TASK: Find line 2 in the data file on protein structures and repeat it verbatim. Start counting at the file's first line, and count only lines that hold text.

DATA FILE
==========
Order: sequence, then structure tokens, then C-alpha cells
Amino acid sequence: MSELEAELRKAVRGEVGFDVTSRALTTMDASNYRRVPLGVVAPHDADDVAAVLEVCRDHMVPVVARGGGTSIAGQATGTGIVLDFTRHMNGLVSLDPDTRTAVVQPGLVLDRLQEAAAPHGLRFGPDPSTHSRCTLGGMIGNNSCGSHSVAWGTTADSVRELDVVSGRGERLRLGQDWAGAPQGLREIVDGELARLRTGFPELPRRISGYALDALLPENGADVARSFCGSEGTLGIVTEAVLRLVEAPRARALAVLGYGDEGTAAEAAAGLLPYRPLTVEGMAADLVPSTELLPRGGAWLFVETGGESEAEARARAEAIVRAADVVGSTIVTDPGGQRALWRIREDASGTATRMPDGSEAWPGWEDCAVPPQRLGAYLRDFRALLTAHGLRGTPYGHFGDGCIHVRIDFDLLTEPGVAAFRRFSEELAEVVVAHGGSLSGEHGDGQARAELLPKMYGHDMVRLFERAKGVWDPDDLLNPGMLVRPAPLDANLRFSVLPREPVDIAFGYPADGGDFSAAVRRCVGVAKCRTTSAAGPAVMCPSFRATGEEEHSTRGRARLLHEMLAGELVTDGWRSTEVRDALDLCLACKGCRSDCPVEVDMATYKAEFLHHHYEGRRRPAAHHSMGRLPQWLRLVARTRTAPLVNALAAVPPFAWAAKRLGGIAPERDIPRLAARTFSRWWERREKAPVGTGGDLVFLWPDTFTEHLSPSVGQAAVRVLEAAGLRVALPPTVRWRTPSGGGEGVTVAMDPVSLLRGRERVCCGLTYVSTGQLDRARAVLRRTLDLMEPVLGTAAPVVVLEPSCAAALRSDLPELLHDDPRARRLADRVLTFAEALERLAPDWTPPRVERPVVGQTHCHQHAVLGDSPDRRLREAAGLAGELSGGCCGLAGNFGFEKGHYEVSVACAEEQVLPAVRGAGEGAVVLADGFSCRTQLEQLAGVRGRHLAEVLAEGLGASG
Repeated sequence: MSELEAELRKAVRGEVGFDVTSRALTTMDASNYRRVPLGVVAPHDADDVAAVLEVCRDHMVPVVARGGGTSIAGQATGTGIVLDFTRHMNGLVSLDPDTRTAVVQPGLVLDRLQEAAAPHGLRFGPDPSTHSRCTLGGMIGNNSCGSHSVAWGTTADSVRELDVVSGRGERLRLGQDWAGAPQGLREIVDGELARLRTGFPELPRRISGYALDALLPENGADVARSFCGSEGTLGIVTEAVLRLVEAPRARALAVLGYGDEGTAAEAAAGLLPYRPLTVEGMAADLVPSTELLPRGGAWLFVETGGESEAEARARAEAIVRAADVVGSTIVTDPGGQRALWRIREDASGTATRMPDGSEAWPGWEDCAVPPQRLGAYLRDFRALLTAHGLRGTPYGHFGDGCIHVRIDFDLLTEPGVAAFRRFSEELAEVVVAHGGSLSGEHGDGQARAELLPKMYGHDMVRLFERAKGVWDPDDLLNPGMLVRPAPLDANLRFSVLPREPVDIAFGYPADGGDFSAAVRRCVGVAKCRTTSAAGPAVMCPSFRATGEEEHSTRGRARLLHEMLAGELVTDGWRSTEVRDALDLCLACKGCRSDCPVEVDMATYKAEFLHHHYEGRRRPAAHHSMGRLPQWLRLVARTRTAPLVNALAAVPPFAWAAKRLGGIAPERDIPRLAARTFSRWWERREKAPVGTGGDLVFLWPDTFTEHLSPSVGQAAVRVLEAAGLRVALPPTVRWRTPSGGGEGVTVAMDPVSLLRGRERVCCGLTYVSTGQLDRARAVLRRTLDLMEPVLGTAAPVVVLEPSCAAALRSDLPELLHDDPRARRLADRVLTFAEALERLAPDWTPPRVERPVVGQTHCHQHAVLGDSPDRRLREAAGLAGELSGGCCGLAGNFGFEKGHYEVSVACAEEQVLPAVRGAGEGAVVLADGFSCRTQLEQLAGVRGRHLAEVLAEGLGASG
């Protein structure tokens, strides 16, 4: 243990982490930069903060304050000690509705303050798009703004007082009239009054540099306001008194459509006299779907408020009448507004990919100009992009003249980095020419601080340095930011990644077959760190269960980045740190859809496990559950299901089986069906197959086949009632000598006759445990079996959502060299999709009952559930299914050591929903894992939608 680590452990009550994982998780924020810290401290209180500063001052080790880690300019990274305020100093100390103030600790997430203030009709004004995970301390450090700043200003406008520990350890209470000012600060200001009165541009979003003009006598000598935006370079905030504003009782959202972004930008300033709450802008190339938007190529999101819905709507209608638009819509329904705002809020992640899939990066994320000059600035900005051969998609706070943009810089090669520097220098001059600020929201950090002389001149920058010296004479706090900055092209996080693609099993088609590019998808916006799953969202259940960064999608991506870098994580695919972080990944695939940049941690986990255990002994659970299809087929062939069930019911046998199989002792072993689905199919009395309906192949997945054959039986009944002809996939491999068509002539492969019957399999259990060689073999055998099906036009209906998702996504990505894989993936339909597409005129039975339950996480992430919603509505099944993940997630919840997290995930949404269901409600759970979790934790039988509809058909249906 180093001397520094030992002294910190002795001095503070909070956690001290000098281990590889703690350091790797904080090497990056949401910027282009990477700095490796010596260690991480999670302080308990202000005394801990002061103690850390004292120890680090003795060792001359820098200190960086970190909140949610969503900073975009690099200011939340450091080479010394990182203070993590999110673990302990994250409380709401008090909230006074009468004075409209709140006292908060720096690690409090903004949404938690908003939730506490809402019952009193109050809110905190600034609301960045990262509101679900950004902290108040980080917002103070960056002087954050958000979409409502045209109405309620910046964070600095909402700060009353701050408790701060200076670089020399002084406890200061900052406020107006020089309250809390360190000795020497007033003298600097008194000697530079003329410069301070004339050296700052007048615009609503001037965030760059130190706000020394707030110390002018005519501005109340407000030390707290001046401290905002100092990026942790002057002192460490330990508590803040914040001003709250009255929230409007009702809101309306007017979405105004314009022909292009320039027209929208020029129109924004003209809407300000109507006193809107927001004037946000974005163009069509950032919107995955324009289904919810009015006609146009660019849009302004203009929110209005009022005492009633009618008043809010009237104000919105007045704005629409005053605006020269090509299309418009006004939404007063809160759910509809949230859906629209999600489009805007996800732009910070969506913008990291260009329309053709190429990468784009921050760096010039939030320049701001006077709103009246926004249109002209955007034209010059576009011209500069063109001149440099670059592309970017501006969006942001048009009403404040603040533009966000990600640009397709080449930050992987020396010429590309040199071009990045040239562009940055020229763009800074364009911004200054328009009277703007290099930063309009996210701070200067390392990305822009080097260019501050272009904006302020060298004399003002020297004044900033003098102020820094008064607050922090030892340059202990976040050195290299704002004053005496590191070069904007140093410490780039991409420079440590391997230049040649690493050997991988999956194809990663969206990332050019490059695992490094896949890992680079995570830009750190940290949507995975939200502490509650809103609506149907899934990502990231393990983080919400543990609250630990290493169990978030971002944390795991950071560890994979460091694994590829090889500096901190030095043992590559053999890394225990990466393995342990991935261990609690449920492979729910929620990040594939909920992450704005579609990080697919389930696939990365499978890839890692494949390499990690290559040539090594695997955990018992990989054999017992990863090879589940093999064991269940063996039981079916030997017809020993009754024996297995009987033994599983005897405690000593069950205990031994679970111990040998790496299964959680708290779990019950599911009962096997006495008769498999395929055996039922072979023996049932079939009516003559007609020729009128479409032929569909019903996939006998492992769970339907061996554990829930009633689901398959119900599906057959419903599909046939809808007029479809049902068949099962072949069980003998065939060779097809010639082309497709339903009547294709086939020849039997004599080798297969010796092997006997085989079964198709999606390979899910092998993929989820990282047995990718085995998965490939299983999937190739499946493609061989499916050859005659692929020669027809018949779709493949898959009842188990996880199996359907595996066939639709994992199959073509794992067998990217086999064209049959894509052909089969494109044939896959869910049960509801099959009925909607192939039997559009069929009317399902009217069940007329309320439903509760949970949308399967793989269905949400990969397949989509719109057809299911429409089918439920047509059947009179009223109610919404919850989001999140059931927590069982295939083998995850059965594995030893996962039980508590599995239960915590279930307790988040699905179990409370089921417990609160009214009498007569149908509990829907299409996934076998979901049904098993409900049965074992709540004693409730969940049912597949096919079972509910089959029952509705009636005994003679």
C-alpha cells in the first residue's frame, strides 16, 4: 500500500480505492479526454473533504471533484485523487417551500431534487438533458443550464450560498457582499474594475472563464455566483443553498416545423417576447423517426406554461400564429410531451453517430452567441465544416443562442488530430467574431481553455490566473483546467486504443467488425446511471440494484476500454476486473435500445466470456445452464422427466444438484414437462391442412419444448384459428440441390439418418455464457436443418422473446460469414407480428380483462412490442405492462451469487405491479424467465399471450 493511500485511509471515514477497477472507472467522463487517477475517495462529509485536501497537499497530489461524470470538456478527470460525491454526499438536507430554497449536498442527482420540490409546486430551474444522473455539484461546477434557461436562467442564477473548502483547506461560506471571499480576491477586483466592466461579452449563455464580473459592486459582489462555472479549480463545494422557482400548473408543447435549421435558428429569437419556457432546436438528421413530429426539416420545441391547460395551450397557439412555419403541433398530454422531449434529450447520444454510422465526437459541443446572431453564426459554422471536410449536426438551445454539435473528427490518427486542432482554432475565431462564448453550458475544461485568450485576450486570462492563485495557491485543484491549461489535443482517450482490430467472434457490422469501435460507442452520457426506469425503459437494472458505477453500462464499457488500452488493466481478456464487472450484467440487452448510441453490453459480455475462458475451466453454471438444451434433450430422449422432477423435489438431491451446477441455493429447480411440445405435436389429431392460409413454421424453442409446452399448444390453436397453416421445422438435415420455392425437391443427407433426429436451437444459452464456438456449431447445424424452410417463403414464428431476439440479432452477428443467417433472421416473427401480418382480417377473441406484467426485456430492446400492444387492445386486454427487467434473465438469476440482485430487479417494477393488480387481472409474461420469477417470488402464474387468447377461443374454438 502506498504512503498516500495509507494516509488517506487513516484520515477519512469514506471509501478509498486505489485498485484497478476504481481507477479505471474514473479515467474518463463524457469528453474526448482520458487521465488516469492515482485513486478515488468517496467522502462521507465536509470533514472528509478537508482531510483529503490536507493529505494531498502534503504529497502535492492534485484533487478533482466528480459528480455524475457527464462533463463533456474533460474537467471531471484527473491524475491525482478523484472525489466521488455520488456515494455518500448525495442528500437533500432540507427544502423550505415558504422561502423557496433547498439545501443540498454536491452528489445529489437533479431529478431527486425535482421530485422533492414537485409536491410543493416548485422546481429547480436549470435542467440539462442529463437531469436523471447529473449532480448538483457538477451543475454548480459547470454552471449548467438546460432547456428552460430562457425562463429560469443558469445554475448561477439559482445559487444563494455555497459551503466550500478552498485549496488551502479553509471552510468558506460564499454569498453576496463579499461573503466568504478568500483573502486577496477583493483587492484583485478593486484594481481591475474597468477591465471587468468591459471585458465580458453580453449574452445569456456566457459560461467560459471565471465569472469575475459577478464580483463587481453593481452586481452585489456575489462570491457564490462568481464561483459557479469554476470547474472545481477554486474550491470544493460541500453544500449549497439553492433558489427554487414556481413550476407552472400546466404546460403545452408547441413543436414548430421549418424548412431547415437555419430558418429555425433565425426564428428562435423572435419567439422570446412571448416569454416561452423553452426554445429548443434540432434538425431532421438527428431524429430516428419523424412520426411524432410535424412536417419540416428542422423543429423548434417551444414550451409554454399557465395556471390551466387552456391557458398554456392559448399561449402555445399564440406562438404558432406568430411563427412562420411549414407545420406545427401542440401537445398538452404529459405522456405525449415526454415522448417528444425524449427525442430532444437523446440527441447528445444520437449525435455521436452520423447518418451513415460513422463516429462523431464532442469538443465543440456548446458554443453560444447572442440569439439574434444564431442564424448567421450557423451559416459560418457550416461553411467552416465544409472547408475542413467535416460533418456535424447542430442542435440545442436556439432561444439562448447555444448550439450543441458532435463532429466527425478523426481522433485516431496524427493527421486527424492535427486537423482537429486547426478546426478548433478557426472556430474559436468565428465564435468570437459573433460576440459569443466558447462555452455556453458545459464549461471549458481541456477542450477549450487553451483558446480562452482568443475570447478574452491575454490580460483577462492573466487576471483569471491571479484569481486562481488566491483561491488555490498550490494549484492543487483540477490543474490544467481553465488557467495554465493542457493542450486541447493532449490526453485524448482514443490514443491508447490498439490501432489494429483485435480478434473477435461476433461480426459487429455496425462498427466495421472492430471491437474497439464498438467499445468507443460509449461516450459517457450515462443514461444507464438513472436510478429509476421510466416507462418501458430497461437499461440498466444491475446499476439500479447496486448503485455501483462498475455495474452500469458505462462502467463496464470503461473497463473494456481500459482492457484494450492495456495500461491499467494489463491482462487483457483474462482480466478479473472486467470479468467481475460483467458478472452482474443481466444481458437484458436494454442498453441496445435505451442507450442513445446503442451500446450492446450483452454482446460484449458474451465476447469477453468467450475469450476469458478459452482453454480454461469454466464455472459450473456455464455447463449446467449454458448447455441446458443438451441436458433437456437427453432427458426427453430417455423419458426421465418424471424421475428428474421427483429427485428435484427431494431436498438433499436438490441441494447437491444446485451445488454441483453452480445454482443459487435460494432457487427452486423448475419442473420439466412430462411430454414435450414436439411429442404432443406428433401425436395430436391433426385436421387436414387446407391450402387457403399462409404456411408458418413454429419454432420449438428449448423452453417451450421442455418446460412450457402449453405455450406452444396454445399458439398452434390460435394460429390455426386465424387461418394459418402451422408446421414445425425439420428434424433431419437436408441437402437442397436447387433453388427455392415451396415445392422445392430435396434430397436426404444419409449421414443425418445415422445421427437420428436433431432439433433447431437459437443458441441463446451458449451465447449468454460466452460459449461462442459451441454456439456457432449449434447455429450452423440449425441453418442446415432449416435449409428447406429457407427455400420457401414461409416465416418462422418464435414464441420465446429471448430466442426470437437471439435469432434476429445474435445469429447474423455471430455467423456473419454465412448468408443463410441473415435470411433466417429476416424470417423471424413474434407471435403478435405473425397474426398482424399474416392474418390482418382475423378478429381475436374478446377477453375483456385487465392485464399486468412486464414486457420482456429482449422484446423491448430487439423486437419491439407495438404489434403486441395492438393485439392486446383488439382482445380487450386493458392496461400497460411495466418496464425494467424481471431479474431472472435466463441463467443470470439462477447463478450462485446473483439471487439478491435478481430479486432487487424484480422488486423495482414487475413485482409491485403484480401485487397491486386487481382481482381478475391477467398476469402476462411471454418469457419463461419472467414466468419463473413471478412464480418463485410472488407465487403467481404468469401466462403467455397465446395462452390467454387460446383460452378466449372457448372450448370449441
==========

Amino acid sequence: MSELEAELRKAVRGEVGFDVTSRALTTMDASNYRRVPLGVVAPHDADDVAAVLEVCRDHMVPVVARGGGTSIAGQATGTGIVLDFTRHMNGLVSLDPDTRTAVVQPGLVLDRLQEAAAPHGLRFGPDPSTHSRCTLGGMIGNNSCGSHSVAWGTTADSVRELDVVSGRGERLRLGQDWAGAPQGLREIVDGELARLRTGFPELPRRISGYALDALLPENGADVARSFCGSEGTLGIVTEAVLRLVEAPRARALAVLGYGDEGTAAEAAAGLLPYRPLTVEGMAADLVPSTELLPRGGAWLFVETGGESEAEARARAEAIVRAADVVGSTIVTDPGGQRALWRIREDASGTATRMPDGSEAWPGWEDCAVPPQRLGAYLRDFRALLTAHGLRGTPYGHFGDGCIHVRIDFDLLTEPGVAAFRRFSEELAEVVVAHGGSLSGEHGDGQARAELLPKMYGHDMVRLFERAKGVWDPDDLLNPGMLVRPAPLDANLRFSVLPREPVDIAFGYPADGGDFSAAVRRCVGVAKCRTTSAAGPAVMCPSFRATGEEEHSTRGRARLLHEMLAGELVTDGWRSTEVRDALDLCLACKGCRSDCPVEVDMATYKAEFLHHHYEGRRRPAAHHSMGRLPQWLRLVARTRTAPLVNALAAVPPFAWAAKRLGGIAPERDIPRLAARTFSRWWERREKAPVGTGGDLVFLWPDTFTEHLSPSVGQAAVRVLEAAGLRVALPPTVRWRTPSGGGEGVTVAMDPVSLLRGRERVCCGLTYVSTGQLDRARAVLRRTLDLMEPVLGTAAPVVVLEPSCAAALRSDLPELLHDDPRARRLADRVLTFAEALERLAPDWTPPRVERPVVGQTHCHQHAVLGDSPDRRLREAAGLAGELSGGCCGLAGNFGFEKGHYEVSVACAEEQVLPAVRGAGEGAVVLADGFSCRTQLEQLAGVRGRHLAEVLAEGLGASG